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Environmental groups try to reach diverse new audiences with programming, outreach to HBCUs

Chesapeake Conservancy Manager of Equity and Community Engagement Gabrielle Roffe and Executive Vice President of Programs Mark Conway said the conservancy is working to qaddress lack of diversity in environmental advocacy.
Chesapeake Conservancy Manager of Equity and Community Engagement Gabrielle Roffe and Executive Vice President of Programs Mark Conway said the conservancy is working to qaddress lack of diversity in environmental advocacy. (Rachael Pacella / Capital Gazette)

Last summer, the Chesapeake Conservancy hired two bilingual outreach assistants to address a gap at Sandy Point State Park: the park’s predominantly Hispanic and Latino users were unaware of educational programs offered at the facility’s nature center.

The two created culturally relevant programs such as Música Reciclada, where kids made instruments using recycled materials, Pintando la Bahía, a painting program on the beach, and a Spanish-language storytime called Historias en Español. They also helped with kayaking, fishing and nature programs and translated for others.

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Manager of Equity and Community Engagement Gabrielle Roffe said the programs were a success. They hired two outreach assistants again this summer, she said, who have produced videos to engage virtually with park-goers during the pandemic.

Through new programs, non-governmental organizations hope to address a long-standing problem in environmental advocacy: a lack of diversity.

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Many have created internal committees focusing on diversity, equity, inclusion and justice, and say they weigh those subjects more heavily as they consider where to conserve land and invest in restoration. Another focus is showing students from low-income communities and communities of color that there are careers in the environmental field.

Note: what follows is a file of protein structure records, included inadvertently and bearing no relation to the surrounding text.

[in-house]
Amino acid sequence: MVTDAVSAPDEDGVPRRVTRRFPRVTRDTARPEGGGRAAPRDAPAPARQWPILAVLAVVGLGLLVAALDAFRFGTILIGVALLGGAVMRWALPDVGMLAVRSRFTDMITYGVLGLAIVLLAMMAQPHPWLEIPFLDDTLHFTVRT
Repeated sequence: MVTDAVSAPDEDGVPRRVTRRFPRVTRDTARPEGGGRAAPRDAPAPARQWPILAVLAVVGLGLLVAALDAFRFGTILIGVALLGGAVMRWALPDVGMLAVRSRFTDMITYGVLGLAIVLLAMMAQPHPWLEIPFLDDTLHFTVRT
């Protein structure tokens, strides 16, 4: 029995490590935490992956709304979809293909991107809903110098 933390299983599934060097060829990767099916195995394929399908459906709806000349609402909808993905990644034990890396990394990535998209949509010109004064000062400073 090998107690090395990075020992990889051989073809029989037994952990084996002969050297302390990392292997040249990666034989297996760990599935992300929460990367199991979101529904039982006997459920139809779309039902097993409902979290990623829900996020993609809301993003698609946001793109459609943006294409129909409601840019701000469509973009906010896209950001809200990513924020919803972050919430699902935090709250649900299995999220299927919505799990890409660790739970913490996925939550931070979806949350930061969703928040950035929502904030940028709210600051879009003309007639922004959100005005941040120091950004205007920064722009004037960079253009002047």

About 15% of those surveyed identified as people of color, according to a 2019 diversity survey distributed by the Chesapeake Bay Program. One of the program’s goals is to have workers of color comprise 25% of the bay clean up by 2025.

“When you think about the history of environmental racism and the environmental conservation movement, it was by white people for white people,” Roffe said.

Conservancy Executive Vice President of Programs Mark Conway said change wouldn’t happen overnight, but it also doesn’t need to take forever.

“We want to make sure we work with all our waterways, that we ask the right questions to the right people and that we pursue the right projects and opportunities to make sure that we are moving the ball forward,” he said.

That includes capturing more than just the colonial history of the Chesapeake Bay, Conway said. The conservancy has helped protect land important to indigenous and Black communities at Fones Cliffs, Werowocomoco and the Harriet Tubman Underground Railroad National Historic Park.

In 2014 the Maryland League of Conservation Voters launched a program called Chispa, “spark” in Spanish, to engage in more policy discussions. The league’s Deputy Executive Director Ramón Palencia-Calvo said they want to give people the power to speak out about the environmental issues important to them, using their voice. No one knows better what is going on in the community, he said.

“That’s very important to us, that these communities have a strong voice and that this empowerment happens on their terms, not ours,” he said.

Through the Promotores program, the league provides government training, how to engage an elected official, community organizing, and environmental stewardship. They also include lessons about the history of the environmental activism of Latinos in the U.S.

“That is very important, that we center this work with our identity,” Palencia-Calvo said.

One of the Promotores graduates was hired at the league as a paid fellow. Making the connection between environment and career is also essential, Palencia-Calvo said, especially when talking to youth.

One way the Alliance for the Chesapeake Bay is helping make that link by offering scholarships to its annual Chesapeake Watershed Forum. Students from historically Black colleges, including Morgan State University and Bowie State University, have been awarded scholarships to attend the forums in recent years, which bring together more than 400 professionals to share ideas about saving the bay.

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While Bowie State University, the state’s oldest HBCU, doesn’t have an environmental science program, chemistry professor Alan Anderson said leaders at the school are making environmental preservation a priority through solar panel installations, trash pick-ups, and later this month, a campus tree planting.